Talking about health care reform all over the country, I have the opportunity to see many states' health systems up close. In particular, we spend a lot of time in Colorado -- as evidenced by our study on Grand Junction. In the context of current reform discussions, I began focusing on the state in earnest in 2006 when the Colorado Blue Ribbon Commission for Health Care Reform began trying to identify a sustainable future for the state's health care system. It was a privilege to be consulted by the Commission -- a true bipartisan and multi-stakeholder effort -- about choices they could make to cover more Coloradans, improve the quality of care while reducing health care cost growth, and make the health system economically viable in the long run. At the end of a long and impressive (but surely exhausting) process, the Commission's recommendations look prescient, in that they are structurally and conceptually consistent with the federal health reform proposals under consideration today.
What is comparative effectiveness research? If you need a reminder: comparative effectiveness means comparing two or more treatments for the same health problem to see which one works best for patients. The question has popped up quite a bit since comparative effectiveness research showed up in the economic stimulus package alongside other common sense health reforms, such as health IT adoption. Comparative effectiveness is about giving doctors and patients more information and facts for decision-making, not about taking away their autonomy.
We're always on the lookout for health care success stories. (Even if they are smaller scale than we'd like -- but we'll get to that.) Premier, Inc., a quality improvement alliance and group purchasing organization, just reported excellent quality results from a year-long initiative. It's called QUEST, which stands for Quality, Efficiency, Safety, and Transparency.
After sharing data, adopting measures such as aspirin and beta blockers for heart attack patients (inspired by CMS's Hospital Compare), rapid response teams (inspired by IHI, a QUEST collaborator -- and written about by our program in our Baylor case study), and giving clear instructions to patients at discharge so they are less of a readmission risk (a cost containment target for numerous reformers), the 157 participating hospitals calculated that they saved 8,043 lives and $577 million. That's an absolute real achievement.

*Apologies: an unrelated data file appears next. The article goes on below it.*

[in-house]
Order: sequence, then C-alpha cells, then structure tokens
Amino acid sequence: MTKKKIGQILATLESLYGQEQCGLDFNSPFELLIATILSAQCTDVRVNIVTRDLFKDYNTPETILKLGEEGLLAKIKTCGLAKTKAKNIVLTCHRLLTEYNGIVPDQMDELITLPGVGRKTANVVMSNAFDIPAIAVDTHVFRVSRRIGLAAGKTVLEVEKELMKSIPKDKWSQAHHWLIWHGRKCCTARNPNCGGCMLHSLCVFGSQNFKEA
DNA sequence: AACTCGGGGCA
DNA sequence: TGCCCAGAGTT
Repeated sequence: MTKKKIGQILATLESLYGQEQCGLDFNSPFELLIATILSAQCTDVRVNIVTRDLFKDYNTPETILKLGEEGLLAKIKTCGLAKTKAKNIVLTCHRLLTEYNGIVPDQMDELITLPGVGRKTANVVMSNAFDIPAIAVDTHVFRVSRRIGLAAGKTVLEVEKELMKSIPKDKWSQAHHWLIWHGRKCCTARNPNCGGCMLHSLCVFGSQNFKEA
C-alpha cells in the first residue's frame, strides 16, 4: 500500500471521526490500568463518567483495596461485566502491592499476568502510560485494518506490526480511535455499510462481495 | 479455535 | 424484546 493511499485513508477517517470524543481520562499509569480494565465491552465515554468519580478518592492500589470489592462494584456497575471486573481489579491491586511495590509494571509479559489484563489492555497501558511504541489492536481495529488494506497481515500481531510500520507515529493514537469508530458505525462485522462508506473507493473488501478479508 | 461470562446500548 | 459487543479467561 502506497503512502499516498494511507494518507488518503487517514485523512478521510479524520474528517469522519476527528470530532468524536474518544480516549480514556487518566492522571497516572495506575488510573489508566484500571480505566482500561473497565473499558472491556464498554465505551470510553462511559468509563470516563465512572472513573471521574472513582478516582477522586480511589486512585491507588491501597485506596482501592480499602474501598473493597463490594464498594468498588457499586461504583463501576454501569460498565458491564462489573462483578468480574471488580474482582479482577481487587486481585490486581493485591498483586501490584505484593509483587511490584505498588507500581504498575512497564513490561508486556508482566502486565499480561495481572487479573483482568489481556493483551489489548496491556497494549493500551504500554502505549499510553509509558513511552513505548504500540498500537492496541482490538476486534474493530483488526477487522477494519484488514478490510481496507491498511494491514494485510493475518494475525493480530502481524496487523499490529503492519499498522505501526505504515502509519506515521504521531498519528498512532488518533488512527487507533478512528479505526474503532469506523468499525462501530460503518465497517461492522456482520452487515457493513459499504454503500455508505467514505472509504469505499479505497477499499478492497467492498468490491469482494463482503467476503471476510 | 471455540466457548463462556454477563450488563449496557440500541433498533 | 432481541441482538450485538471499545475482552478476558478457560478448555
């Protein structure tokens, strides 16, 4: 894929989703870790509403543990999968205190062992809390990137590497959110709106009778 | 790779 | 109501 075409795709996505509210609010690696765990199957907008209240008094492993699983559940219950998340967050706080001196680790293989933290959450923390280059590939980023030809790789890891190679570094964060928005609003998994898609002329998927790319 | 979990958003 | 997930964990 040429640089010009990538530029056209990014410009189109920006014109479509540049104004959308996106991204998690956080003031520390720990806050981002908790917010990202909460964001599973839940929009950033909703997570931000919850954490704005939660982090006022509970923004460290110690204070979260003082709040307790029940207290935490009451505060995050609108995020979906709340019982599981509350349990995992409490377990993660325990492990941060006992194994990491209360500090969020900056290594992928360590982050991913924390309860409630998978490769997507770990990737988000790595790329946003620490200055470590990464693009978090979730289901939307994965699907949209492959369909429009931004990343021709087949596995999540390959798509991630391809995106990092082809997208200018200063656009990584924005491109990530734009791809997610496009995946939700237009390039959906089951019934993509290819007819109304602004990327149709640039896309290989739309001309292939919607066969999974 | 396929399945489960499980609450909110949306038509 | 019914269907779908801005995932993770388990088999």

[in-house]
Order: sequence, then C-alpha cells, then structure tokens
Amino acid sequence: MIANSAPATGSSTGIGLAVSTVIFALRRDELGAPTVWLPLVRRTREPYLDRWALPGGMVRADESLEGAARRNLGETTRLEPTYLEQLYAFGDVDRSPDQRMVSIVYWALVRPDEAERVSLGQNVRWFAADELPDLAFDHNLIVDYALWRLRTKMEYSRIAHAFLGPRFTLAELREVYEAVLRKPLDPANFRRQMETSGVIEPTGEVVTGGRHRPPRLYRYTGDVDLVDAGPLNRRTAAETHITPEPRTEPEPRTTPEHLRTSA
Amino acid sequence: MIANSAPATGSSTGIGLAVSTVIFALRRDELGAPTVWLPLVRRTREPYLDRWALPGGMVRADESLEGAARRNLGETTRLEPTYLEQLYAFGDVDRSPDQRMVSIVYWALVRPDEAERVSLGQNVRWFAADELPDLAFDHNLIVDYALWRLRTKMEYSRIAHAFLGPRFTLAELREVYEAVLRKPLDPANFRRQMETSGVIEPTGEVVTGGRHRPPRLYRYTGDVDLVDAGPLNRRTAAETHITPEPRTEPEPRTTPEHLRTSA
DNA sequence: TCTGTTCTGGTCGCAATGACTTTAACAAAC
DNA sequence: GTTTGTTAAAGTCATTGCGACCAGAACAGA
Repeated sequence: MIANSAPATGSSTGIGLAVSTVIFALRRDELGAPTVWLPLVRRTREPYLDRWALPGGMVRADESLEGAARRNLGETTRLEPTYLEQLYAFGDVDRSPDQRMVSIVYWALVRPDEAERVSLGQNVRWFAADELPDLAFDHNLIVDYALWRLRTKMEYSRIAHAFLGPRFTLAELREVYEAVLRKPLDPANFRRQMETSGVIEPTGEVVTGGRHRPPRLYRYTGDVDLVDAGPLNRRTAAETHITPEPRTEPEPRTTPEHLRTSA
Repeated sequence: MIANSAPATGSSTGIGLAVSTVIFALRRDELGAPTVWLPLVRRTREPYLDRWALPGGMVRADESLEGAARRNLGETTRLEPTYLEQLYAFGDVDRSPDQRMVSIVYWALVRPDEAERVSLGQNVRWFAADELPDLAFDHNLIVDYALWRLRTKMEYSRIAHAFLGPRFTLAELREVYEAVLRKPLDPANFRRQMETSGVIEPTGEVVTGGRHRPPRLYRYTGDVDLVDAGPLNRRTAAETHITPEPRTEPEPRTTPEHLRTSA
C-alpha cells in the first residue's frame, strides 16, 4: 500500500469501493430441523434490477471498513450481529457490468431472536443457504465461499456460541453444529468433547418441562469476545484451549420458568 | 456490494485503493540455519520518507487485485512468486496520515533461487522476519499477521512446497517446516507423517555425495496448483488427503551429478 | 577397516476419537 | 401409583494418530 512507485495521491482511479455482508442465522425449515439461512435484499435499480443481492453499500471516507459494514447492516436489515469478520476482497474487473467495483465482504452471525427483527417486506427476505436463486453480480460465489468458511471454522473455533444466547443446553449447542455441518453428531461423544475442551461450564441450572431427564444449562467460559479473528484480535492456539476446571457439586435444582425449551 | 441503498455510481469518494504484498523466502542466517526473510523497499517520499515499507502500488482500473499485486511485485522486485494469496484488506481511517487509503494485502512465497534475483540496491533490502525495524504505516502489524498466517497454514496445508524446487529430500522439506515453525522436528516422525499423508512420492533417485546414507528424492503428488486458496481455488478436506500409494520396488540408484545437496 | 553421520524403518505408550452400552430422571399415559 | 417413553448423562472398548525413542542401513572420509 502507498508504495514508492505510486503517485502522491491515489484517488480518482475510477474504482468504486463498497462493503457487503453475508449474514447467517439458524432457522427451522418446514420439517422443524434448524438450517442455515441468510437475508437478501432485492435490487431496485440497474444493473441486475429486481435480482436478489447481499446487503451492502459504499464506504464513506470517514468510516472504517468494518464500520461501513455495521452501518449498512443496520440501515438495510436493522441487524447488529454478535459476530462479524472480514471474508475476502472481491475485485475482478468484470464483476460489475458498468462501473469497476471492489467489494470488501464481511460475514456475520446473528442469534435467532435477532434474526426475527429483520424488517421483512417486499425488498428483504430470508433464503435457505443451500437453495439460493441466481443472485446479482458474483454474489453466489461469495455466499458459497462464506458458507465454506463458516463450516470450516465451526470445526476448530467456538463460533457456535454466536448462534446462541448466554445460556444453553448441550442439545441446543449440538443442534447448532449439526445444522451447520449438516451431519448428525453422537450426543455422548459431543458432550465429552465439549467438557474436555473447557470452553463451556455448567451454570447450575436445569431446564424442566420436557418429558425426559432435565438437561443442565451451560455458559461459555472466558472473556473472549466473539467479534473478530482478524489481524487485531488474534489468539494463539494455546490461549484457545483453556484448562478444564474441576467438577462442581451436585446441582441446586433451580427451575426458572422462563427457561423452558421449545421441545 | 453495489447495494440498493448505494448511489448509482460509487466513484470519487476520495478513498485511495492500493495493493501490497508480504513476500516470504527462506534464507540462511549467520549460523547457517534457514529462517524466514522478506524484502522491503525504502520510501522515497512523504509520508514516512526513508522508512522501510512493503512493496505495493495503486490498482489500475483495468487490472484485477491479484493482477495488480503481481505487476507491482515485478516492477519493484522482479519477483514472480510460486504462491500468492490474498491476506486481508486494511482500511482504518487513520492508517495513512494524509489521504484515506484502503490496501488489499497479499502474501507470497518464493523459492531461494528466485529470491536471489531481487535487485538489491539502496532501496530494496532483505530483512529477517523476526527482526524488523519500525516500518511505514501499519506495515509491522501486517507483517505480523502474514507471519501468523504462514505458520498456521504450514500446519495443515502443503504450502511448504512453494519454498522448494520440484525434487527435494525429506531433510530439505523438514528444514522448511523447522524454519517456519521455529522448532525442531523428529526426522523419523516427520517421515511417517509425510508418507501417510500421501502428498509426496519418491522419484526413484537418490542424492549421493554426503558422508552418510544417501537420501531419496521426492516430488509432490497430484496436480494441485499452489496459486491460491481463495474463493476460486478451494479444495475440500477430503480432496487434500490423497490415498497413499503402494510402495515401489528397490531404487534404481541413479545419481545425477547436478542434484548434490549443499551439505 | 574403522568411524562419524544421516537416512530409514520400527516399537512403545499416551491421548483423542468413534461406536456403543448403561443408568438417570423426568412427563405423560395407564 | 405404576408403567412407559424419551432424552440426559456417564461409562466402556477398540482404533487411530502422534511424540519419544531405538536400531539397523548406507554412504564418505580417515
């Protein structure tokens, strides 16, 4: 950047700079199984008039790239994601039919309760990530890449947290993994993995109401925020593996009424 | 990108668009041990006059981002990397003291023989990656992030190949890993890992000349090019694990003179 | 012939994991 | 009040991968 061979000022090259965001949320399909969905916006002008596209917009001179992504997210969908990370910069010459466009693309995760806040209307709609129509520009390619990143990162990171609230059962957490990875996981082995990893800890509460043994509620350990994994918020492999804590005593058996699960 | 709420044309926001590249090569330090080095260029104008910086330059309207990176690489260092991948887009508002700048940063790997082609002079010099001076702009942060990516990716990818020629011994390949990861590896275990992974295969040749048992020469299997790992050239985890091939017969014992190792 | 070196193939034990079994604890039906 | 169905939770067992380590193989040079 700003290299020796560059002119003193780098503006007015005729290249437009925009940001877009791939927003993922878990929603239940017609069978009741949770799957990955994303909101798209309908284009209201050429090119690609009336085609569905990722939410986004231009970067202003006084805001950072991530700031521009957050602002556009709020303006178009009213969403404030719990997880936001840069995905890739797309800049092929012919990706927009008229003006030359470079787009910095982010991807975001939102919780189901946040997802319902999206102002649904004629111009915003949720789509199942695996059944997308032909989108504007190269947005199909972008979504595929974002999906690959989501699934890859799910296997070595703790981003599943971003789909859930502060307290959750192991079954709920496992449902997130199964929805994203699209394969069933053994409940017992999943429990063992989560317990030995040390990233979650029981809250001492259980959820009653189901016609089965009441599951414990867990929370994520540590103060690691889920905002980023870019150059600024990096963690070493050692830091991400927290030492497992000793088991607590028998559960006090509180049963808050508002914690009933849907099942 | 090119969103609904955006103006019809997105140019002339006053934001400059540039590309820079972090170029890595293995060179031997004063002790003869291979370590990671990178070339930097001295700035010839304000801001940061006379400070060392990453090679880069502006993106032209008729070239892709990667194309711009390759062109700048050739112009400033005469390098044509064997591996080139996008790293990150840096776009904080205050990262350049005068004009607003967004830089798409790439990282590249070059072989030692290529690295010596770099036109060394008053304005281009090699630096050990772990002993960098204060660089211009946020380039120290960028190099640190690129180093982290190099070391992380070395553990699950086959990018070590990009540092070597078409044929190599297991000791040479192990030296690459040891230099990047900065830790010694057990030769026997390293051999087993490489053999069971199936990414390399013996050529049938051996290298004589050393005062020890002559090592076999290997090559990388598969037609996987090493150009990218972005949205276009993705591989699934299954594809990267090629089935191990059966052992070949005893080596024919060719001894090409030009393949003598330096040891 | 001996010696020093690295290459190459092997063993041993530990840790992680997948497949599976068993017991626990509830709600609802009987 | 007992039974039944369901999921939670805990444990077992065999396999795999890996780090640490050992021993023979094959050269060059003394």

The U.S. lags behind other leading industrial democraties in primary care, according to a new study from the Commonwealth Fund. The report, A Survey of Primary Care Physicians in 11 Countries, 2009: Perspectives on Care, Costs, and Experiences, surveyed doctors in Australia, Canada, France, Germany, Italy, the Netherlands, New Zealand, Norway, Sweden, the United Kingdom, and the United States. It found the U.S. falls behind significantly in access to care, the use of payment incentives to improve health care quality, and utilization of health information technology.
Health IT. The U.S. lags behind every surveyed country except for Canada in health IT adoption. In the Netherlands, New Zealand, Norway, the U.K., Australia, Italy, and Sweden, over 90 percent of doctors use health IT, while in the U.S., only 46 percent of doctors use health IT. (It's worth noting that the U.S. has prioritized funding for health IT through economic stimulus package, and approximately $1.2 billion in grants has gone out to health IT development and implementation since data collection for this study concluded in July 2009.)
After all the sound and fury of last August, we're pleasantly surprised that the right hasn't risen again with all sorts of horror stories about the resurrection, so to speak, of the "death panels." Maybe because all that fear-mongering was finally discredited. Maybe we are finally getting just a little bit smarter.
The inevitable focus on the politics of health reform, and the disproportionate amount of attention paid to the public plan, sometimes obscures the many ways that the House and the Senate health plans are ambitious. Not perfect. Ambitious. I've heard experts, people I like and respect, say the legislation does "nothing" to advance the cause of quality of end of life care in America. They are wrong. The House and Senate bill each contain measures that would advance that cause -- not fix it completely, far from it, but they will take us important steps in the right direction. It's too soon to know which of these measures - if any -- will survive a final melding of House and Senate legislation. But let's look at them here because, except for the end of life consults which got way too much of the wrong kind of attention, they haven't gotten adequate attention. In an accompanying guest post. Dr. Ira Byock, director of palliative medicine at Dartmouth-Hitchcock Medical Center in New Hampshire, talks about what these changes can mean for his patients and their families.